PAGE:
Either that, or no one cared.  

Either way, we might remind ourselves that cowardice is another Biblical reason why some people will find themselves smelling sulphur somewhere near the lake of fire (Revelation 21:8). God help us.

In the spring days that followed four years ago, Allan Hunsperger suffered more than an electoral defeat. In some respects, his experience almost seemed to become a political metaphor for what not to do. Shame set in. Meanwhile, Hunsperger’s home was picketed, because (to their credit) at least sexual radicals act as if they really believe their ideology.

Now, there’s a new (old) idea. To permanently avoid those pesky quotation marks, perhaps “conservatives” should go and do likewise.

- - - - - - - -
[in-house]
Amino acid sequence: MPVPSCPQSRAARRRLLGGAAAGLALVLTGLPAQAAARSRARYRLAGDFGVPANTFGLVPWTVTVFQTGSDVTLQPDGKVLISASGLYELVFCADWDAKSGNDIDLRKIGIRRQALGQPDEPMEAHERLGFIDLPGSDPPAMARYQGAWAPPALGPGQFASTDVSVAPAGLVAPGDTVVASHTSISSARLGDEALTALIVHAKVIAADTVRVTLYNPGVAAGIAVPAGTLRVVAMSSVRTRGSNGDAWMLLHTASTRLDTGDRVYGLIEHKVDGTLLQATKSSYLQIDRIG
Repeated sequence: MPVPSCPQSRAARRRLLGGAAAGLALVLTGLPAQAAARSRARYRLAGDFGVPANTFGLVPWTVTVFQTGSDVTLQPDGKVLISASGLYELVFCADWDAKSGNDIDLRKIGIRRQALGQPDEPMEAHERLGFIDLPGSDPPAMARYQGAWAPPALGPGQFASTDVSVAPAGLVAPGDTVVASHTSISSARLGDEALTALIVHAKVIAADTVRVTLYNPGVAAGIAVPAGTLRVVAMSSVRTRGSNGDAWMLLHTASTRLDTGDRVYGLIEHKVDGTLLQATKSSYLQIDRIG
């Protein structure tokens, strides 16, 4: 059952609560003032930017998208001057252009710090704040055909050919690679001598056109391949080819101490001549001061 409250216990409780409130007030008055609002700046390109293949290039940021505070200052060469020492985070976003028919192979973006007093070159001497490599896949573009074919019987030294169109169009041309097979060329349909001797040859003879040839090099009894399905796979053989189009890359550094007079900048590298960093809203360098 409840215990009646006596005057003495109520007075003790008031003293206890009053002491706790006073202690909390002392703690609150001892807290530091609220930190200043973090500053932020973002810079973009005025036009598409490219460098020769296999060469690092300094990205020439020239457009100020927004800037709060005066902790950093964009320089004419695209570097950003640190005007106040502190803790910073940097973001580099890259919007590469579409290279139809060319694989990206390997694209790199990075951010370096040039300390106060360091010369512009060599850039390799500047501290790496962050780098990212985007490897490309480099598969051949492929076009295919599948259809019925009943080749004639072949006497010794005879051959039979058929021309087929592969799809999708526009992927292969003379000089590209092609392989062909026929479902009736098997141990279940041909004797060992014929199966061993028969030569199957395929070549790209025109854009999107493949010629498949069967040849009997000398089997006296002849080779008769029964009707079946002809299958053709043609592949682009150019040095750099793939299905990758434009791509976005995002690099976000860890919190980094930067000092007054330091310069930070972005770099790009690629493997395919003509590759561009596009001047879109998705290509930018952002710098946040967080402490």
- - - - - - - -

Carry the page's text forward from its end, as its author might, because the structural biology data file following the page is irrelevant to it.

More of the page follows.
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commented 2016-05-17 04:14:38 -0400
Sorry, that’s Allan Hunsperger. Knew I should have checked that before posting :/
commented 2016-05-17 04:13:14 -0400
Another good article, David Mackenzie, but as always, there are semantic issues and demographic issues. I am with you, a party that is not socially conservative is a party that I don’t wish to belong in. However, the question is, how many Conservative voters really are socially conservatives anymore and not just fiscal conservatives? Can social conservatives win in a democracy where, even though their opinion and argument may be right, the majority stands against it? Personally I am not into the labelling of parties (perhaps I am not interested in the party system whatsoever) and the traditions that go along with them as there is so much baggage and shifting of opinion that what is conservative, liberal and even democratic is based on the relative time and place as to make a debate about semantics almost more relevant than policy.